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Casey will now be heading back to Alaska to work on his Commercial ticket in a C185 with retractable gear (Skis!). He’ll also be flying as a C130 loadmaster with the Alaska ANG. Good job Casey!
We have added a DME (Distance Measuring Equipment) unit to Cessna 968RC (one of our Cesna 172P planes in Salinas).
So what, you may ask. It turns out that a DME allows a huge number of instrument approaches to be flown that cannot be flown with just two NAV radios and ADF. For example Monterey LOC/DME 28L which is the most commonly used approach into Monterey. Other approaches can be flown more accurately with a DME and sometimes to lower minima. Yet unlike most GPS navigators, a DME is simple to configure and simple to use.
We have a brand new instrument rated pilot! Congratulations to Pablo Vasquez who earned his instrument rating in N54102 (Cessna 172P) after flying with CFI Sergey Sinyachkin. Examiner Sherry Diamond was duly impressed and signed off on Pablo’s instrument ticket.
Well done Pablo and Sergey.
Read also 61.57(c) – Click on FAA Logo to go to complete text of 14CFR61.57 (Op Ed)
14 CFR 61.57 (d) describes the requirements for an instrument proficiency check (IPC), and includes a description of when an IPC is necessary. While certain exceptions apply, a pilot may reestablish instrument currency that has been lapsed for more than 6 months only through obtaining an IPC. On December 16, 2011, the FAA issued a technical correction to section 61.57 (d) in order to clarify the meaning of the regulation. This clarification was simply just that, a clarification, and no change to the application of the rule was intended. As the FAA explained in that technical correction (emphasis added):
The revised language makes it clear that a pilot who has failed to maintain instrument currency for more than six calendar months may not serve as pilot in command under IFR or in weather conditions less than the minimums prescribed for VFR until completing an instrument proficiency check. A pilot whose instrument currency has been lapsed for less than six months may continue to reestablish instrument currency by performing the tasks and maneuvers required in paragraph (c).
Notwithstanding the exceptions on 61.57 (e), the following timeline illustrates the correct application of 61.57 (d):
January 31, 2012: A pilot is no longer instrument current because they no longer meet the recent experience requirements found in 61.57 (c). This pilot may no longer act as pilot-in-command (PIC) of an aircraft operating under IFR or in weather conditions less than the minimums prescribed for VFR.
February 1, 2012 to July 31, 2012: The pilot has between these dates in order to obtain the recent experience requirements found in 61.57 (c). This experience may be obtained through instruction, the use of a safety pilot, or through a simulator / training device.
August 1, 2012: If by this date the pilot had not regained instrument currency, the only method by which a pilot may become instrument current again is by obtaining an IPC.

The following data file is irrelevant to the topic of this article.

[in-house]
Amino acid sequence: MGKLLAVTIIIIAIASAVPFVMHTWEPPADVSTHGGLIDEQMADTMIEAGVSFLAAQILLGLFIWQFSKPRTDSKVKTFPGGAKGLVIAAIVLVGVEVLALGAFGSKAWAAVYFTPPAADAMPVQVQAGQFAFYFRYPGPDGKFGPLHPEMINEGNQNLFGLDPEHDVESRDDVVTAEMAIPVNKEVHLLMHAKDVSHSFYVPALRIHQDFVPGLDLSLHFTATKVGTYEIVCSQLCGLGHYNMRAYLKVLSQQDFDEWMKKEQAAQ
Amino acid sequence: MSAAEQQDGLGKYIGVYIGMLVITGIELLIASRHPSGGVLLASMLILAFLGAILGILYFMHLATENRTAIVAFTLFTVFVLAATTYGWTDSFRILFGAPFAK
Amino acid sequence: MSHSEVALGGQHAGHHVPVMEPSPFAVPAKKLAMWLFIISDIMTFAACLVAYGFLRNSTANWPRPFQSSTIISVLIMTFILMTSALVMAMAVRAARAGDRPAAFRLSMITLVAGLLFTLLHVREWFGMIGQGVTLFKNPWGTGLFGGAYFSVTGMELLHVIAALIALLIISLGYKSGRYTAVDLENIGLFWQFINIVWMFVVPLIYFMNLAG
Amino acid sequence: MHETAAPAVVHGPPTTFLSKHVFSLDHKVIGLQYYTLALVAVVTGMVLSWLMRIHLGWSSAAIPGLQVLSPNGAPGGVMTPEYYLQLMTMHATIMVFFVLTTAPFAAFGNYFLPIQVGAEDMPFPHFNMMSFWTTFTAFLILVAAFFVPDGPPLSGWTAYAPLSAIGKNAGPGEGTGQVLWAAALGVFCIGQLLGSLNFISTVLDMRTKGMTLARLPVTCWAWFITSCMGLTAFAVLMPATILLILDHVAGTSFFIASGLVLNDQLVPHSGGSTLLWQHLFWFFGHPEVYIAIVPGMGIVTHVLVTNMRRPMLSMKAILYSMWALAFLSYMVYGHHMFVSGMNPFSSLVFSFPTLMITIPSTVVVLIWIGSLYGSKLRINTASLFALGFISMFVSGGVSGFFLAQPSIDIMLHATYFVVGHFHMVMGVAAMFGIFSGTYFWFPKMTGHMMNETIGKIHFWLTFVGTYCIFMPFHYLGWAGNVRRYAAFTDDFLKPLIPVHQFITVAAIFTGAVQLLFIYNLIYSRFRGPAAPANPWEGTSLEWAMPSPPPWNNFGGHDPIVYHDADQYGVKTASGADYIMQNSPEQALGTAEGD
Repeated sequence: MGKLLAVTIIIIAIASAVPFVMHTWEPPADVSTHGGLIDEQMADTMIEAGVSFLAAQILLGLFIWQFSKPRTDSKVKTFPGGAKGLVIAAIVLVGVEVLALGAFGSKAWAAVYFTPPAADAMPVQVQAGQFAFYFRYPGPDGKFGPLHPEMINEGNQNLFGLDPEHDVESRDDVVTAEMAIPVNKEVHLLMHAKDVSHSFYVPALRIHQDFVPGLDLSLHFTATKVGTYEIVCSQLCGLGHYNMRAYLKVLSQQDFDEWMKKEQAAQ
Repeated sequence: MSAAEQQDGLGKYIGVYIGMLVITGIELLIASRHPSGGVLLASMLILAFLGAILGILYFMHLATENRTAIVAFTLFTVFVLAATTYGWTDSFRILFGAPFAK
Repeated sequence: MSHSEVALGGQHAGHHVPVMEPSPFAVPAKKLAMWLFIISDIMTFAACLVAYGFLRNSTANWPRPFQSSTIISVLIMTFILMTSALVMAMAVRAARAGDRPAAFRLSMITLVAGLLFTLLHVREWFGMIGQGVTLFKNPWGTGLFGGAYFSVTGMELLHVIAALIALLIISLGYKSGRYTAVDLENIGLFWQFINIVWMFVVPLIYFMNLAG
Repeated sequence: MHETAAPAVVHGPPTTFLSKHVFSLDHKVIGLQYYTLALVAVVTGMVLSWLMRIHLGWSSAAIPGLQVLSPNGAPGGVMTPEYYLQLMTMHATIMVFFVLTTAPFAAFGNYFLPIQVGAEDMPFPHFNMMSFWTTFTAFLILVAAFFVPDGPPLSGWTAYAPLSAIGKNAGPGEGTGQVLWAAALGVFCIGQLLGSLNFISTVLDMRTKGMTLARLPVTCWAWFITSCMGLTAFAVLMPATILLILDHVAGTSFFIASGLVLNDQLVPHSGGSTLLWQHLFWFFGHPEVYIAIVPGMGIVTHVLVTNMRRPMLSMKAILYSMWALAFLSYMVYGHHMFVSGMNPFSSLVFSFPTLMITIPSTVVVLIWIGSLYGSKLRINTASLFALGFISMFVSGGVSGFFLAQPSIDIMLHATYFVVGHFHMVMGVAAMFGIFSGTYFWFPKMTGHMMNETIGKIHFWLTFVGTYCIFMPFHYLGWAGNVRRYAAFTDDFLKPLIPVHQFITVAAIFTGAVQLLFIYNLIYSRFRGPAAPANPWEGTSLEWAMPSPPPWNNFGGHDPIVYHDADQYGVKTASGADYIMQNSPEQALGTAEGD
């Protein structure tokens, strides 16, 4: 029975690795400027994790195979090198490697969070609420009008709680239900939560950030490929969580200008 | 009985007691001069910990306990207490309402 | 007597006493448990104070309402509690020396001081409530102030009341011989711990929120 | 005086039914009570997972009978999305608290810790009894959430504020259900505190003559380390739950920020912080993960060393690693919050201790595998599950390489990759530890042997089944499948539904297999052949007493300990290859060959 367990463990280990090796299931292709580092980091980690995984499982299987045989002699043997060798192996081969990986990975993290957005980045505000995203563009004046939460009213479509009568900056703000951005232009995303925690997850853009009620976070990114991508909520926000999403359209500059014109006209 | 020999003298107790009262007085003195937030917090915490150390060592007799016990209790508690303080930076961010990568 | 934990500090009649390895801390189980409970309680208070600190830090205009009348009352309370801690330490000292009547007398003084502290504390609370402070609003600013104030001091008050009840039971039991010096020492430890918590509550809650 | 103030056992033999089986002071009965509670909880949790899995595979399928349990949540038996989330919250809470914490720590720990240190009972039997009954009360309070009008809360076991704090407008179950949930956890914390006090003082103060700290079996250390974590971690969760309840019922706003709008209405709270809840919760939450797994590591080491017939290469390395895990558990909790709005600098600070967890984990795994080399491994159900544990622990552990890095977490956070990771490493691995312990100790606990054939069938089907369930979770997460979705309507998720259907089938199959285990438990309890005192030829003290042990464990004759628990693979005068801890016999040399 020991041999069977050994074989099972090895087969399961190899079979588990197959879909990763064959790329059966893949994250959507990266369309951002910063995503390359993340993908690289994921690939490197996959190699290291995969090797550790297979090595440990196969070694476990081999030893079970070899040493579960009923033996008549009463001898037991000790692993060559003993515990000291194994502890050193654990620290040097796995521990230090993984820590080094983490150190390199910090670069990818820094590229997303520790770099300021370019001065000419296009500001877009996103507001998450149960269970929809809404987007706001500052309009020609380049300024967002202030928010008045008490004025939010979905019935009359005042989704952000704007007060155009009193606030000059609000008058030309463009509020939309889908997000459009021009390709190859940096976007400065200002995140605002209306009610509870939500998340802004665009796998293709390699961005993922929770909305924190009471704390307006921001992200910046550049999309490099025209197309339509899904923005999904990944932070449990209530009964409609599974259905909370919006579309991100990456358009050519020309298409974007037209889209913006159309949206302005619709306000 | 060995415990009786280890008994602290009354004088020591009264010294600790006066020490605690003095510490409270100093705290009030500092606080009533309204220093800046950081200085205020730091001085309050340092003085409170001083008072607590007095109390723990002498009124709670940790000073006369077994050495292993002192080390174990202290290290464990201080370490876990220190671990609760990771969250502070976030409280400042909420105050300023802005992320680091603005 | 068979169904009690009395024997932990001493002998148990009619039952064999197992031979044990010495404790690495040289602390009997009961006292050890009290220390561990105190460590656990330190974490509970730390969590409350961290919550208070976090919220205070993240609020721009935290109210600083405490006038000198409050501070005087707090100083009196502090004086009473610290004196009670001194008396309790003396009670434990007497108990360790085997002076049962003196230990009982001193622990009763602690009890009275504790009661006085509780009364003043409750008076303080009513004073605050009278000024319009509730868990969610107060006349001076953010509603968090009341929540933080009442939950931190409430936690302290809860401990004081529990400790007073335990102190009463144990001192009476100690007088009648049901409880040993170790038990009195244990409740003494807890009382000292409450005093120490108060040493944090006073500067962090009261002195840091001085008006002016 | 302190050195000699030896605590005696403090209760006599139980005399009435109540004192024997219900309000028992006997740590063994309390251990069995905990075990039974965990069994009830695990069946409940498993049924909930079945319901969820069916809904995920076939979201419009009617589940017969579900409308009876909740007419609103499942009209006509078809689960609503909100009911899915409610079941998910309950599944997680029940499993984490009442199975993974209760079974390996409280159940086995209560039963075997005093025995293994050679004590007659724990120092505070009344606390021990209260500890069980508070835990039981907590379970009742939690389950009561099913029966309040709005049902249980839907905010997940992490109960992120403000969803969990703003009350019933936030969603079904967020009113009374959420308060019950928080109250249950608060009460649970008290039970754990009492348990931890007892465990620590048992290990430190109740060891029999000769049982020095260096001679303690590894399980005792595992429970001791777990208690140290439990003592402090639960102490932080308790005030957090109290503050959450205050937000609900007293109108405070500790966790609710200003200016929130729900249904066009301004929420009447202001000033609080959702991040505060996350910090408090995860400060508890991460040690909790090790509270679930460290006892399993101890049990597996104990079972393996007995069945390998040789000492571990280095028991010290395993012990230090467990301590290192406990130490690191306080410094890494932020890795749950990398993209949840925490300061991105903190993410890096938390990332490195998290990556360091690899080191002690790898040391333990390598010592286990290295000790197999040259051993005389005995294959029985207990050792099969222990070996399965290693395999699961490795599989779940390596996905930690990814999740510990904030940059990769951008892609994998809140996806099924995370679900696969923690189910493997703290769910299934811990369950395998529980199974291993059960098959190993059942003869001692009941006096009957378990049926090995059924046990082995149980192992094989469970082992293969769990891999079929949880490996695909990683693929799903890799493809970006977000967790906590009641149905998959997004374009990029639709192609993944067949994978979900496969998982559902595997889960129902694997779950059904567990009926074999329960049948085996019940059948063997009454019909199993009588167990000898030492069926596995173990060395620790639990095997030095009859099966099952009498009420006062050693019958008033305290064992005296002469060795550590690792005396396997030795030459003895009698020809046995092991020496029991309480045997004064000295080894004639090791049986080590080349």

The FAA has become aware of some recent blogs, emails, and website comments that contain confusion about the technical correction and the current meaning of the rule. This FAAST Blast will hopefully alleviate that confusion. For additional information, please review the latest technical correction to 61.57 at http://www.gpo.gov/fdsys/pkg/FR-2011-12-16/pdf/2011-32333.pdf
Well done Andy, and thanks also go to AeroDynamic Instructor Erik, with help also from Rich, Sergey and Dick.
Andy escaped before we could pose him in front of the plane, so here’s a picture of him holding the Bronze Lindy he captured at Oshkosh.
Our own Brian Hsu has been working hard! Brian added his Multi Engine Instrument Commercial rating to his pilot license. Brian took his flying lessons with AeroDynamic CFI Sergey Sinyachkin in the Beech Duchess and aced his flight test with Examiner Sherry Diamond.
Congratulations and well done to Brian and Sergey.
We are installing the new Garmin GTN 650 touch screen WAAS IFR GPS in Cessna 485, and we plan to install them in our other GPS challenged Cessnas over time. The first unit has arrived, we re just waiting for the CDI display and the shop slot. Hopefully 98485 will be done before the start of May.
What is the GTN 650?
It is Garmin’s replacement for the GNS430W. No more twiddling knobs, everything is accessed from the touch screen! Full WAAS capability including LPV and GPS approaches as well as all the usual ILS/VOR and communications capabilities. So instrument students and instrument rated pilots will not be limited to airports that have an ILS or VOR approach, but virtually any local airport will be open to them.
For example, Salinas has a GPS approach to runway 13 with minimums of 455′ agl and an LPV approach to 31 with a DA of 200′ agl, Hollister has an LPV approach with minimums of just 323′ agl, Reid Hillview LPV 31R minimums are only 379′ AGL)
Of course, VFR pilots can use it too.
There will be a learning curve, so I suggest you start preparing now:
I am looking forward to trying it out!
Congratulations to our own Brian Hsu who aced his instrument rating checkride. Brian had previously started on the checkride, and had to turn back because of airplane problems. This time he had to fly to Watsonville to meet with the examiner, Sherry Diamond, but there were no problems and he earned glowing praise from her.
Well done Brian!